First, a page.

An absolute must for a tool you want to reuse again and again. I have to say it, this cable is the strong and silent type! Despite numerous attempts to extract some form of microphonic noise from the cable, I was unable to and this was again the same for both the DuraPlex and the TwinPlex mics I have! The cable also has a coating which allows it to be painted with all the usual theatrical tones making it easy to hide and disguise.

Traditionally, microphones have stuck to a familiar process of converting sound into electrical signals. A diaphragm with an attached coil, or a ribbon with a current passed through it, moves over a magnet and produces electrical signals which are then amplified in a couple of different ways: dynamic, electret and condenser. 

MEMS stands for micro electro-mechanical systems and are miniaturised electret microphones within a tiny circuit board or chip. This allows them to be manufactured in a consistent and reliable way and also helps to keep them cost effective. Early and more widely available uses of this technology were in mobile phones.

But of course as with all technologies, silicon microphones have moved on to the point where they have similar frequency responses to traditional electrets and condensers.

This technology all adds up to a consistency in sound quality from one DL4 to another, something which has traditionally proved difficult to do. Many mics are often analysed to produce that matched stereo pair, and as I’ve found in the past from working in studios, an engineer will have their favourite, even from a selection of identical models!

If you thought Shure just made great rock’n’roll mics, think again!

So what do the DuraPlex mics sound like, I hear you ask? I’d have to be fair and say they don’t sound like anything else or don’t borrow any one single mic’s characteristics. 

I’ve always found lavaliers difficult to quantify as the same mic can and does sink or swim at the hands of the engineer using it. 

So in the absence of a theatrical production I have used both the TwinPlex and the DuraPlex on a couple of recent reviews that are available to watch and listen to on the Headliner YouTube channel.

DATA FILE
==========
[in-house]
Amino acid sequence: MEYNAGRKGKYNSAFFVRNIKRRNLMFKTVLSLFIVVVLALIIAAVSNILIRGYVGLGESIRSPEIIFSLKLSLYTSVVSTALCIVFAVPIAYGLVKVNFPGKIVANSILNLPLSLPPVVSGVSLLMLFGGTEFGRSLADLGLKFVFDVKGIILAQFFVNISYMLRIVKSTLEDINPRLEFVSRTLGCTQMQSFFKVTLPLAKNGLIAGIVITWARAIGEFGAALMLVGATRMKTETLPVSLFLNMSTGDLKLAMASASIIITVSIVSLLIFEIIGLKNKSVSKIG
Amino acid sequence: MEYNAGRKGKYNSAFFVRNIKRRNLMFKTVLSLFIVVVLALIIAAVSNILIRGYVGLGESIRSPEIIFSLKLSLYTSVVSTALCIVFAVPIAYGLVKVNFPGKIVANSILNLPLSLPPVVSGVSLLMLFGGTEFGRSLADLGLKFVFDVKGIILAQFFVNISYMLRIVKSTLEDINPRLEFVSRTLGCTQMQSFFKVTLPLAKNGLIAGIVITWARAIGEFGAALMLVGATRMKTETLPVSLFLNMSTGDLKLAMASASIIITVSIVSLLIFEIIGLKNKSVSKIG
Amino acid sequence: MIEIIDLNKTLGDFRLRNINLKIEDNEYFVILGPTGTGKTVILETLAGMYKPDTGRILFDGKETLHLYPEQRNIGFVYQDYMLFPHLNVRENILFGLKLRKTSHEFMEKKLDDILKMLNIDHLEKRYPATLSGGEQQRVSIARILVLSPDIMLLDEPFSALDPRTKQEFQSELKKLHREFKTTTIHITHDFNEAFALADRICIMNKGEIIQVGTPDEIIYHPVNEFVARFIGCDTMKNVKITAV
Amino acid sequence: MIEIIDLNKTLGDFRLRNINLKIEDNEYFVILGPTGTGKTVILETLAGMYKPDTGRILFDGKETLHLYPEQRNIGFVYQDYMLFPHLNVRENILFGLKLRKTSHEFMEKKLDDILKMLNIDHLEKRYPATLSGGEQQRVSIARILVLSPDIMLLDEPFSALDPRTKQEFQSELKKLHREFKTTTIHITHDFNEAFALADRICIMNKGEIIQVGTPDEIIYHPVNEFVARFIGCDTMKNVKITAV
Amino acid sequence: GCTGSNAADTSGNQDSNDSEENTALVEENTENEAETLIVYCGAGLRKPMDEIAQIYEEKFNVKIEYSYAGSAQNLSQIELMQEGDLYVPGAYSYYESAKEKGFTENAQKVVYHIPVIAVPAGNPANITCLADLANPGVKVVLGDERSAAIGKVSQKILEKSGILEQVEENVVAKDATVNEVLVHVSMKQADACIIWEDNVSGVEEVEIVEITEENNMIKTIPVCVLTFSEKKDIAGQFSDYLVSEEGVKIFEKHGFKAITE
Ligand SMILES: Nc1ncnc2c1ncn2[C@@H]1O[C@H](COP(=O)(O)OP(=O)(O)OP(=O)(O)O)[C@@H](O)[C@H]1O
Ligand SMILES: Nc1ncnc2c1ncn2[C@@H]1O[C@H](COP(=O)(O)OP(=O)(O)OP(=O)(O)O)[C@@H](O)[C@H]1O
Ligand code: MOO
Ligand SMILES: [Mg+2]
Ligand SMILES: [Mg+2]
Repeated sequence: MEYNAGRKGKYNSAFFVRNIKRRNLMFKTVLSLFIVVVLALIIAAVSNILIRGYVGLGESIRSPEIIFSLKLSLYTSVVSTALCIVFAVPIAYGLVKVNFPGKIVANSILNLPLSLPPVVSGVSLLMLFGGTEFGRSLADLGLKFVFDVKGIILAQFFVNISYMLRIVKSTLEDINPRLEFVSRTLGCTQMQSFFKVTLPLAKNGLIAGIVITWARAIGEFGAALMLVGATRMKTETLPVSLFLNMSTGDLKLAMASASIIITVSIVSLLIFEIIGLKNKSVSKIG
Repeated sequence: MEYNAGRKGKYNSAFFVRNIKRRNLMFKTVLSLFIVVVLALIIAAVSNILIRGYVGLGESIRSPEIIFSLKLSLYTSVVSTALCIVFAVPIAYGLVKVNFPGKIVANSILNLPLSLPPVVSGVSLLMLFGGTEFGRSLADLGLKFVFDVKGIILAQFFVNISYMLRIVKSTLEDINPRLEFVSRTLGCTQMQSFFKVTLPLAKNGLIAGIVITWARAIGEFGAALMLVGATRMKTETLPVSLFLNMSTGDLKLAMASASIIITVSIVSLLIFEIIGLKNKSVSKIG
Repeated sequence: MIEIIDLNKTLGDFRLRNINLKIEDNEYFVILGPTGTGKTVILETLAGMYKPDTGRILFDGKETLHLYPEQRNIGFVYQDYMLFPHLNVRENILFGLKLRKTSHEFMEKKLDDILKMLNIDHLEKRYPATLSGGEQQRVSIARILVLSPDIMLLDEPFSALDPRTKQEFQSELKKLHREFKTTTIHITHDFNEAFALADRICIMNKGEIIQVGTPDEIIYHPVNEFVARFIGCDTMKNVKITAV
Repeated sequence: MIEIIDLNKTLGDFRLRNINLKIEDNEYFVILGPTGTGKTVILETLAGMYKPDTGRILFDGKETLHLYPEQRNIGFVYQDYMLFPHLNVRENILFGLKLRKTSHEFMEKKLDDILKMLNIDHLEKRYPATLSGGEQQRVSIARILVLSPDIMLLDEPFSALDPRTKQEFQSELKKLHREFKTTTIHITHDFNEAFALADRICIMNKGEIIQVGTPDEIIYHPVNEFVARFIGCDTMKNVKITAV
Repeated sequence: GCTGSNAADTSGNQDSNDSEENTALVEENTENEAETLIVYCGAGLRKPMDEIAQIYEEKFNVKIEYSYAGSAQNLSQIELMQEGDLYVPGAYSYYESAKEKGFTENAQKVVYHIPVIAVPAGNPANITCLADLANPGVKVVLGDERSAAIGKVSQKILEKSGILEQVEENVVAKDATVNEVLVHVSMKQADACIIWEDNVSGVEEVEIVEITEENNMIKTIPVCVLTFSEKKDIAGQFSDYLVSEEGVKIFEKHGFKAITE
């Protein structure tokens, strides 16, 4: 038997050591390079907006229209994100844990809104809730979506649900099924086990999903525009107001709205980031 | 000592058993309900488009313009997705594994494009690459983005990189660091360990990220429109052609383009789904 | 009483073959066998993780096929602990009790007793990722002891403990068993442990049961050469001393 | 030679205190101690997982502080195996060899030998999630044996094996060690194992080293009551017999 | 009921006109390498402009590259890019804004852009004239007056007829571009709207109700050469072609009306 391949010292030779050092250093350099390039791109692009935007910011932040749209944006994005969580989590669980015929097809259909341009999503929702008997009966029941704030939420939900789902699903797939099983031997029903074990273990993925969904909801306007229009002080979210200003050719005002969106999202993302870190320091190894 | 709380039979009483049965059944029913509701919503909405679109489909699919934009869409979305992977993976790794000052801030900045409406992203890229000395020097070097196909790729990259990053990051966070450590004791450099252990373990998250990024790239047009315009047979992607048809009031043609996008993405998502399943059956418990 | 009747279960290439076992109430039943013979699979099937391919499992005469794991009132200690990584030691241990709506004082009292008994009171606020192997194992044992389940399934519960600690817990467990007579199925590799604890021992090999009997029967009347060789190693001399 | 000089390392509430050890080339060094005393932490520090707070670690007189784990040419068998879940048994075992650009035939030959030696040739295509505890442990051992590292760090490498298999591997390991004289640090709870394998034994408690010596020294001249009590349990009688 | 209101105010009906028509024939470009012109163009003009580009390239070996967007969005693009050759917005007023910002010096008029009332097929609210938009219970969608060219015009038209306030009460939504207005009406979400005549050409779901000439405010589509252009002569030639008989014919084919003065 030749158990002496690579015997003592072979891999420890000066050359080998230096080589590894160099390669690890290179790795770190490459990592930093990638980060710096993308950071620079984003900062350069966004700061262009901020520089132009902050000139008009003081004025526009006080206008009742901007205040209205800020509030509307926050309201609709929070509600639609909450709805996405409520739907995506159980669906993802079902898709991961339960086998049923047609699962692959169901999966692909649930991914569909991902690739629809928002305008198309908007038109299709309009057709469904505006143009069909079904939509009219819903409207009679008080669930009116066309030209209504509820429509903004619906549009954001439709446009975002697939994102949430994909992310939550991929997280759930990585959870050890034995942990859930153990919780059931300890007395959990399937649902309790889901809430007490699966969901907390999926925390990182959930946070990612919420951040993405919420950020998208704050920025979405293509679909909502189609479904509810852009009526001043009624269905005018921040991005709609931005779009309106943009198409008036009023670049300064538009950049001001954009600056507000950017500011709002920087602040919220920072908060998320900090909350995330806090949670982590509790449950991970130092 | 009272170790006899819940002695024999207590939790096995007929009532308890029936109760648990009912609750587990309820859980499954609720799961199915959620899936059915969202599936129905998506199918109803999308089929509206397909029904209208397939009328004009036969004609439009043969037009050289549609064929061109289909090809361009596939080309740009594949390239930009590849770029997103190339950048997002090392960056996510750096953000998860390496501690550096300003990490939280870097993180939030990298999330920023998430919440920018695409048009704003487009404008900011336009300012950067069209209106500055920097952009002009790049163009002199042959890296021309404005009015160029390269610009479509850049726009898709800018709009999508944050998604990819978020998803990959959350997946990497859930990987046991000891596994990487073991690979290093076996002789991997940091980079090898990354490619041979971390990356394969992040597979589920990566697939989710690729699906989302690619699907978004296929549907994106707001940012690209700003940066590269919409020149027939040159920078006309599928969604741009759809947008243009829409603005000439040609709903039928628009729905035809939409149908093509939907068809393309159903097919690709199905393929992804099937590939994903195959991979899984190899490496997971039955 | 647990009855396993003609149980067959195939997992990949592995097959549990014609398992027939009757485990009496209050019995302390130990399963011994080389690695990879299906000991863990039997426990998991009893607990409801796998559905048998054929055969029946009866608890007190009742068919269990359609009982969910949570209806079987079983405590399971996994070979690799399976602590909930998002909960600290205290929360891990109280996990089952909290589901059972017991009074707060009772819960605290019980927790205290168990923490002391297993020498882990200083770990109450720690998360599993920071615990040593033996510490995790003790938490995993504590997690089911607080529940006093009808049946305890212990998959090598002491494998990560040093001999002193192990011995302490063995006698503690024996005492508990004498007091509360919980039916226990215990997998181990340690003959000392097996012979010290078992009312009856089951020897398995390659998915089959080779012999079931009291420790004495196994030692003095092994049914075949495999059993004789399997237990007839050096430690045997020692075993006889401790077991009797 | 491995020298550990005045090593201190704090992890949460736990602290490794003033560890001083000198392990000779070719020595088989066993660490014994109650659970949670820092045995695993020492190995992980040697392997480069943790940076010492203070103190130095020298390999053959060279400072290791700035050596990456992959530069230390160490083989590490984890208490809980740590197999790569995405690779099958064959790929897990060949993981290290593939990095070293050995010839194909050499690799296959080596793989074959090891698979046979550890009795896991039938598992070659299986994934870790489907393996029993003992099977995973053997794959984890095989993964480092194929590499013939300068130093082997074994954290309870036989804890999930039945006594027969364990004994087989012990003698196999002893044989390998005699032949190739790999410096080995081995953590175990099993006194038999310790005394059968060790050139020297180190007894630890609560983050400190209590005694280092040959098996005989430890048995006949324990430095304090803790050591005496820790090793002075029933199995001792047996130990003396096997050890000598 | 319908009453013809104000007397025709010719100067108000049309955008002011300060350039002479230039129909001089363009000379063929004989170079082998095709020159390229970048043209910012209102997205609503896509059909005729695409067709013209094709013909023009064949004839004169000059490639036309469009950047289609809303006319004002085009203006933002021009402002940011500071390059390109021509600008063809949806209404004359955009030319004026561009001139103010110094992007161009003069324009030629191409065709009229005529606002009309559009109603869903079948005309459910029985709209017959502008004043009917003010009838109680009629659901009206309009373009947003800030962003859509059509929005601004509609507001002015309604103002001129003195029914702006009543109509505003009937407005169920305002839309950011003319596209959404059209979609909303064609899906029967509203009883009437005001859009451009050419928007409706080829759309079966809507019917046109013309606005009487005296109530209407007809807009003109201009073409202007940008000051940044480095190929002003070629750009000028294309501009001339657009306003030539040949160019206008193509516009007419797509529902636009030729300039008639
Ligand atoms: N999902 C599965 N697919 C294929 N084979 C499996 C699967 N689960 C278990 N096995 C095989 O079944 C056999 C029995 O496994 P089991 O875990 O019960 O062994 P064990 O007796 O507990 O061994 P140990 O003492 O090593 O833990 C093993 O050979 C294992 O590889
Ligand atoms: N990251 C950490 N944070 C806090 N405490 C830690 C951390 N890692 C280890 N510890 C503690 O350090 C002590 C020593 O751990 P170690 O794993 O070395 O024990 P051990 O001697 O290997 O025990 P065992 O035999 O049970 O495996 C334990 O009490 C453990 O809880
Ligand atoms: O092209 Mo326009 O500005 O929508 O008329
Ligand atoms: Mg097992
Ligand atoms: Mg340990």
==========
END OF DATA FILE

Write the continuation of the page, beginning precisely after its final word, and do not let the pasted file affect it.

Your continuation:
The first which features the TwinPlex is the video: ‘How To Eliminate Ambient Sounds Using Oeksound’s Soothe 2’.

It is featured on the reviewer’s voice, not the singer’s voice, and only has a high pass filter at 100Hz and some mild compression. The TwinPlex sound really opens and shines when it comes to broadcast applications. 

It still retains enough depth and low end to give it that radio and podcast-friendly sound, but this quality and transparency of sound could just as easily find itself at home on a film set or in a TV studio.

The second is on ‘Recording Guitars | Antelope Audio Zen Go Synergy Core’. 

This video features the DuraPlex which also utilises just a 100Hz high pass and some compression, again showing just how transparent and open the DuraPlex is. 

There’s also a moment where I turn my head to read some notes on a key feature, which are on a table behind me, and although it’s noticeable that I’ve turned away from the mic, it’s still able to pick me up clearly.

I personally find it difficult to accurately describe or indeed interpret written word describing how something sounds, so I hope the audio on these two videos really helps to give you a more accurate picture of these mic’s performance. 

The DuraPlex and Zen Go were used on two different takes: the first when I’m facing into the room where you can see the DuraPlex on the tie clip with a pop shield fitted, and the second where I’m more enclosed facing my computer screen in the corner of the room, clearly reflected in the slight changing tone around the mic which beautifully conveys how well it works. 

And although it is only clipped to my shirt, I can imagine it would work equally as well concealed on true talent!

The DuraPlex comes with a presence cap which simply fits over the top of the capsule and gives you a presence boost of around 3-4 db at 10kHz, which could prove very useful depending on where the mic is attached or concealed. 

I found this little cap easier to get on and off in contrast to the TwinPlex’s two caps, which were just a much tighter fit and were harder to grip. All the video sound mentioned above was recorded using the flat response caps.


The DuraPlex is a mic I found very useful and easy to use. It sounds good and comes with a whole host of attachments including a very neat little hard zipper pouch to protect it, as well as having a low noise floor and very good dynamic range.

While the sound of any given mic and the way individual engineers work is all a matter of personal taste, when it comes to price, durability and consistency of sound quality, the Shure DuraPlex definitely offers an attractive alternative to its European rivals. If you thought Shure just made great rock’n’roll mics, think again.

In the video below, Headliner's reviews editor Rick Dickerson puts Shure's DuraPlex lavalier microphone through some unique testing to find out if it's still fully functional when immersed in a large glass of gin and tonic..!